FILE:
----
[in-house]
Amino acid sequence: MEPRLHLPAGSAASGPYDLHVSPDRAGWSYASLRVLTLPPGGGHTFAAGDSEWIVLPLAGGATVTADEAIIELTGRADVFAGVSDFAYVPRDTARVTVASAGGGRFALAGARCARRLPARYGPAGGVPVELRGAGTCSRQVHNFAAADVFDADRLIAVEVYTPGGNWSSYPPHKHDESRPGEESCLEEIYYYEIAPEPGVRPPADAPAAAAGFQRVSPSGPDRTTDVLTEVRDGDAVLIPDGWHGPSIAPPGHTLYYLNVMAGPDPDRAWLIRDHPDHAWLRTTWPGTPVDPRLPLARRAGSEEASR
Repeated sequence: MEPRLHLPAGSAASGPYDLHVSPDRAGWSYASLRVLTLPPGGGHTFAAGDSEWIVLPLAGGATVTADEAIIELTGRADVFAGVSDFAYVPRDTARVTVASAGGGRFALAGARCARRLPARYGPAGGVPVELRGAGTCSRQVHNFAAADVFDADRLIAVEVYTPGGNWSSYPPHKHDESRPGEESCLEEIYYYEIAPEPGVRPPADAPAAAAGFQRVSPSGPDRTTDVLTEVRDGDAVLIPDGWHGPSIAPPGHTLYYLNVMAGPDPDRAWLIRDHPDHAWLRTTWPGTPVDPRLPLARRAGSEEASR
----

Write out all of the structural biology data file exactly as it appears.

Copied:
[in-house]
Amino acid sequence: MEPRLHLPAGSAASGPYDLHVSPDRAGWSYASLRVLTLPPGGGHTFAAGDSEWIVLPLAGGATVTADEAIIELTGRADVFAGVSDFAYVPRDTARVTVASAGGGRFALAGARCARRLPARYGPAGGVPVELRGAGTCSRQVHNFAAADVFDADRLIAVEVYTPGGNWSSYPPHKHDESRPGEESCLEEIYYYEIAPEPGVRPPADAPAAAAGFQRVSPSGPDRTTDVLTEVRDGDAVLIPDGWHGPSIAPPGHTLYYLNVMAGPDPDRAWLIRDHPDHAWLRTTWPGTPVDPRLPLARRAGSEEASR
Repeated sequence: MEPRLHLPAGSAASGPYDLHVSPDRAGWSYASLRVLTLPPGGGHTFAAGDSEWIVLPLAGGATVTADEAIIELTGRADVFAGVSDFAYVPRDTARVTVASAGGGRFALAGARCARRLPARYGPAGGVPVELRGAGTCSRQVHNFAAADVFDADRLIAVEVYTPGGNWSSYPPHKHDESRPGEESCLEEIYYYEIAPEPGVRPPADAPAAAAGFQRVSPSGPDRTTDVLTEVRDGDAVLIPDGWHGPSIAPPGHTLYYLNVMAGPDPDRAWLIRDHPDHAWLRTTWPGTPVDPRLPLARRAGSEEASR